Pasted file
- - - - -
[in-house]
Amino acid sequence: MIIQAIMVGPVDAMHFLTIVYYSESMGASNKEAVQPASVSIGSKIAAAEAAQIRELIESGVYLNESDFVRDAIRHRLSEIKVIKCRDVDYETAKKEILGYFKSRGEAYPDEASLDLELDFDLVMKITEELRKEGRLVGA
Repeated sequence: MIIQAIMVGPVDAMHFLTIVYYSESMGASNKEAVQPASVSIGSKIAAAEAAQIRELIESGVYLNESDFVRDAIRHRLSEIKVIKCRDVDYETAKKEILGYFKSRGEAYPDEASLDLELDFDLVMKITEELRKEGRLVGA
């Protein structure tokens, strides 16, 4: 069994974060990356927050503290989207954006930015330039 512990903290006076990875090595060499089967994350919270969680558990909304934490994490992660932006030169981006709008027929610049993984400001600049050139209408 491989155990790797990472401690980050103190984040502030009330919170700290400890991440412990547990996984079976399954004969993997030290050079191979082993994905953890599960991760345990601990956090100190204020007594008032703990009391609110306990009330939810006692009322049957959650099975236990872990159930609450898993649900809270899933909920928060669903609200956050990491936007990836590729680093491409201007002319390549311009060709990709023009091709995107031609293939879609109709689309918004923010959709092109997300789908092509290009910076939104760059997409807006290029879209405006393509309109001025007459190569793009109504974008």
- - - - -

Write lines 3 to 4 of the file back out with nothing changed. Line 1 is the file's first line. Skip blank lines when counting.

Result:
Repeated sequence: MIIQAIMVGPVDAMHFLTIVYYSESMGASNKEAVQPASVSIGSKIAAAEAAQIRELIESGVYLNESDFVRDAIRHRLSEIKVIKCRDVDYETAKKEILGYFKSRGEAYPDEASLDLELDFDLVMKITEELRKEGRLVGA
């Protein structure tokens, strides 16, 4: 069994974060990356927050503290989207954006930015330039 512990903290006076990875090595060499089967994350919270969680558990909304934490994490992660932006030169981006709008027929610049993984400001600049050139209408 491989155990790797990472401690980050103190984040502030009330919170700290400890991440412990547990996984079976399954004969993997030290050079191979082993994905953890599960991760345990601990956090100190204020007594008032703990009391609110306990009330939810006692009322049957959650099975236990872990159930609450898993649900809270899933909920928060669903609200956050990491936007990836590729680093491409201007002319390549311009060709990709023009091709995107031609293939879609109709689309918004923010959709092109997300789908092509290009910076939104760059997409807006290029879209405006393509309109001025007459190569793009109504974008």